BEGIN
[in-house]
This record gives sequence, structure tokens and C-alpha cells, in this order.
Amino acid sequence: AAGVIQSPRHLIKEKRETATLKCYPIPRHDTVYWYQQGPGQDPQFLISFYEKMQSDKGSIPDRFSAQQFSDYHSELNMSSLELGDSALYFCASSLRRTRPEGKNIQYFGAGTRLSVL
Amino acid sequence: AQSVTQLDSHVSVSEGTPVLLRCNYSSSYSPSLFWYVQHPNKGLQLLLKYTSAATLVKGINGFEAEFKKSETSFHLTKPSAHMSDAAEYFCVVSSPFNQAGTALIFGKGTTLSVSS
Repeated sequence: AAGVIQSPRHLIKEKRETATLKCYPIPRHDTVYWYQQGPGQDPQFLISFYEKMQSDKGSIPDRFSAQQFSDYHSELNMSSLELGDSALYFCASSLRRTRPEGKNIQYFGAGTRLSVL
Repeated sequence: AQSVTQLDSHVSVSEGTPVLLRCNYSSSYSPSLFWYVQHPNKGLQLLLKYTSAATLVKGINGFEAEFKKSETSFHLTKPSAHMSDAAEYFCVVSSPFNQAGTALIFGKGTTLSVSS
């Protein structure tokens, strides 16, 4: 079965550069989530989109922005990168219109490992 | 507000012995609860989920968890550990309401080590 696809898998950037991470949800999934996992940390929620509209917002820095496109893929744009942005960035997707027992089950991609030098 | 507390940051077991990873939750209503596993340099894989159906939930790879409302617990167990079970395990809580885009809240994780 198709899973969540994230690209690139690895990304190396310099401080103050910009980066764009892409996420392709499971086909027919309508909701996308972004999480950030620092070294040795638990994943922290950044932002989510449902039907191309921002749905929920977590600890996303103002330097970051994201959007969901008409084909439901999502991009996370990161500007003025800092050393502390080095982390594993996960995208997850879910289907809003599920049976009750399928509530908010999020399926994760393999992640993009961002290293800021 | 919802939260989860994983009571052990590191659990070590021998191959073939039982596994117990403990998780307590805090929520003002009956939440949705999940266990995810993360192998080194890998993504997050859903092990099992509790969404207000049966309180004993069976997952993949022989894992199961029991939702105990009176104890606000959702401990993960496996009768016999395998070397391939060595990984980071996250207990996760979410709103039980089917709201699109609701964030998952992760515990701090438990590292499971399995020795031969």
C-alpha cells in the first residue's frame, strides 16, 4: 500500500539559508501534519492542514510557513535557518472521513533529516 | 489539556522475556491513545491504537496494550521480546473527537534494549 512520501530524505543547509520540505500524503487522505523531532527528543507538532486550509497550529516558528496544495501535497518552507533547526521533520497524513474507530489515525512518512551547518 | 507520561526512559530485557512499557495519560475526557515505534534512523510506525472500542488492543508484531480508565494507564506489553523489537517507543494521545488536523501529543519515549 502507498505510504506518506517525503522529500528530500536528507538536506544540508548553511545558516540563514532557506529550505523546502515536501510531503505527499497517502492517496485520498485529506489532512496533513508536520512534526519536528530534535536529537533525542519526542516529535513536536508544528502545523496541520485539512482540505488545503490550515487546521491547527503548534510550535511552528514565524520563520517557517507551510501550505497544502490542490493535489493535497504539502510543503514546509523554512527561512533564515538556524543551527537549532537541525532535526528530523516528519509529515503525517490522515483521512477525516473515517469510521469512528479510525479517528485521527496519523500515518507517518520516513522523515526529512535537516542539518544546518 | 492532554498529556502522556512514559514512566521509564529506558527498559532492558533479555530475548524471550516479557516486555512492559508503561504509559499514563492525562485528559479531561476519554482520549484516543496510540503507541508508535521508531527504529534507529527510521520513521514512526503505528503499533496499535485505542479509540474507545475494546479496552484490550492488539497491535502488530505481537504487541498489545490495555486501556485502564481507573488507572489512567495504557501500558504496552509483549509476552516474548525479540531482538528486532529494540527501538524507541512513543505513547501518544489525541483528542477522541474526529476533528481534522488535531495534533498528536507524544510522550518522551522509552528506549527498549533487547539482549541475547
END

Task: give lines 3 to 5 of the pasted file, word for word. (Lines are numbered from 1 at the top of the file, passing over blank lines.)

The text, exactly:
Amino acid sequence: AAGVIQSPRHLIKEKRETATLKCYPIPRHDTVYWYQQGPGQDPQFLISFYEKMQSDKGSIPDRFSAQQFSDYHSELNMSSLELGDSALYFCASSLRRTRPEGKNIQYFGAGTRLSVL
Amino acid sequence: AQSVTQLDSHVSVSEGTPVLLRCNYSSSYSPSLFWYVQHPNKGLQLLLKYTSAATLVKGINGFEAEFKKSETSFHLTKPSAHMSDAAEYFCVVSSPFNQAGTALIFGKGTTLSVSS
Repeated sequence: AAGVIQSPRHLIKEKRETATLKCYPIPRHDTVYWYQQGPGQDPQFLISFYEKMQSDKGSIPDRFSAQQFSDYHSELNMSSLELGDSALYFCASSLRRTRPEGKNIQYFGAGTRLSVL